Port of Origin
February 4, 2012
Steaming out of the Moss Landing harbor on a ship called the Western Flyer with ROV Doc Ricketts on board and a course set for the Sea of Cortez, as an avid fan of John Steinbeck’s work, it’s fairly humbling, a good deal intimidating, and a whole lot exciting to write those words. And while I’d love to (and intended to—and can’t promise I won’t still at some point soon) muse on the historical significance, both scientific and literary, of this contemporary return of Ricketts and the Flyer to the Gulf of California, that wasn’t how this day went. Instead of gazing at the seas, laptop on knees, sifting through lazy nautical metaphors, today I learned in a hurry how to work on a research cruise.
This was the first day of the first leg of MBARI’s 12-week expedition to the Gulf of California. The science being conducted on this leg seems a fitting way to begin this cruise. It is in some ways foundational oceanography; before the whales, before the fish, before the squids, before the jellies, comes the water, and we’re looking at the water. And when you look closely (and I mean really closely) at the water, it’s amazing how much is going on in there, and how much we can learn about this planet from studying it.
This first leg of this cruise is the transit from Moss Landing to La Paz, Mexico; along the way we’ll be stopping at roughly 25 “stations”—sampling sites—to conduct conductivity, temperature, and density (CTD) casts. If you look to the right of this page, you’ll see an equipment list. On that list, just below the Western Flyer (our most important piece of equipment, for obvious reason) is the CTD rosette, our second most important piece of equipment.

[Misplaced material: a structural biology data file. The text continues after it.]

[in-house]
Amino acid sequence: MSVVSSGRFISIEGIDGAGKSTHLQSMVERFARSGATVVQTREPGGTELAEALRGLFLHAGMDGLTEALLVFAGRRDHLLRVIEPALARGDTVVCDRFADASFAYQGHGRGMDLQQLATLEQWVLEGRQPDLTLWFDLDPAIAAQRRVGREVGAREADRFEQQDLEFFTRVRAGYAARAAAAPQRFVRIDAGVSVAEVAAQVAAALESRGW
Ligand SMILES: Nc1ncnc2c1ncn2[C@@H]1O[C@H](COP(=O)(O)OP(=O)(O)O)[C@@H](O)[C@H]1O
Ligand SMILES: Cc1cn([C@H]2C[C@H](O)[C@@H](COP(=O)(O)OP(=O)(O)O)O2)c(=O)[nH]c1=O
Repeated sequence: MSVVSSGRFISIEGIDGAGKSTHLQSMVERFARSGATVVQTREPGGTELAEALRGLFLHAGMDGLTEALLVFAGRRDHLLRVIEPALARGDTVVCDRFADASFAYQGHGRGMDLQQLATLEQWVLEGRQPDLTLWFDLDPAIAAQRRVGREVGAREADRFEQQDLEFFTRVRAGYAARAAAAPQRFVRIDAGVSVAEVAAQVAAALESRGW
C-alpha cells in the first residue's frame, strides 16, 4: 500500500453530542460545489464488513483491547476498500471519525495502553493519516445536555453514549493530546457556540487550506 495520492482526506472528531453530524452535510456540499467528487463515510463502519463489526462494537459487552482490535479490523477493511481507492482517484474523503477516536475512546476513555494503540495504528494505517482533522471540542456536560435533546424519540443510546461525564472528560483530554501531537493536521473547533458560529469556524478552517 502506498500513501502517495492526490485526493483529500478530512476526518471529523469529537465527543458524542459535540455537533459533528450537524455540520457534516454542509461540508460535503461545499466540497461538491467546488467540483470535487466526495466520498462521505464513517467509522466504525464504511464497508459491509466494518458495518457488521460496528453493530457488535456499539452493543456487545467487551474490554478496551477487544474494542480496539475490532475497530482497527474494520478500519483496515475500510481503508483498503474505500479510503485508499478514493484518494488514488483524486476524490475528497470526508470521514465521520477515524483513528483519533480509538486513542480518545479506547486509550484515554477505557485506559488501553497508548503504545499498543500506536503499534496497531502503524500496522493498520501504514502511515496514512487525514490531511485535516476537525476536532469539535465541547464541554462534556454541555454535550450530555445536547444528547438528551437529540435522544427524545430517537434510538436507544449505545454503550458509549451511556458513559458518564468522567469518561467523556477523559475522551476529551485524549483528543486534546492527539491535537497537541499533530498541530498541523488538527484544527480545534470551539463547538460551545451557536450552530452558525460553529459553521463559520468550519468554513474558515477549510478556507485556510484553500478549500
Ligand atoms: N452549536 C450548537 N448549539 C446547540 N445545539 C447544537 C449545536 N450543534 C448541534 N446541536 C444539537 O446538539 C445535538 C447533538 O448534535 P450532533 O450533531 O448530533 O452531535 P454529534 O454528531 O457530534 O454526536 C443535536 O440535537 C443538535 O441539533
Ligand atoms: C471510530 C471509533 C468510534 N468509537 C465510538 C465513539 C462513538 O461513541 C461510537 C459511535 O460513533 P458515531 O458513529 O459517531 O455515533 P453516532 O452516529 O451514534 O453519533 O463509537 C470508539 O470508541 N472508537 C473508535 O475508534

Using the CTD rosette (whose operation I’m sure I can safely assume you understand since surely you read the equipment description I just directed you to) we’re bringing water up from a range of depths. Starting at a depth of 1,000 meters (around 3,200 feet), the Niskin bottles affixed to the rosette take samples at 100 meter intervals as the rosette is pulled back up towards the surface. When the rosette reaches 250 meters depth, the interval shortens to 50 meters. The final sample is taken just below the surface.
Things are pretty straightforward up to this point, but once Erich Rienecker and Chris Wahl fasten the rosette to the rear deck, things quickly get a lot more complicated. Boxes of bottles, vials, flasks, and ampules show up, and the rosette is swarmed by scientists eager to draw the water from the Niskin bottles for their experiments. The water in the Niskins will be analyzed for nutrients, chlorophyll, carbon, oxygen, ammonia, and carbon dioxide levels; its alkalinity and salinity will be measured; it will be strained for phytoplankton DNA.
From all these disparate tests and measurements, we can then reconstruct the whole. The result is a fairly robust profile of this area of ocean. This is the nuts and bolts of oceanography: the chemical composition and processes of the ocean. This is the stuff we need to know if we’re going to really understand anything else about the ocean.
It’s 10:30 p.m., we’ve hit three stations and made four casts already today, and we’ll be arriving at the next station in about a half hour for another 1,000 meter sampling cast. And I’m told this is actually a slow day for this research group.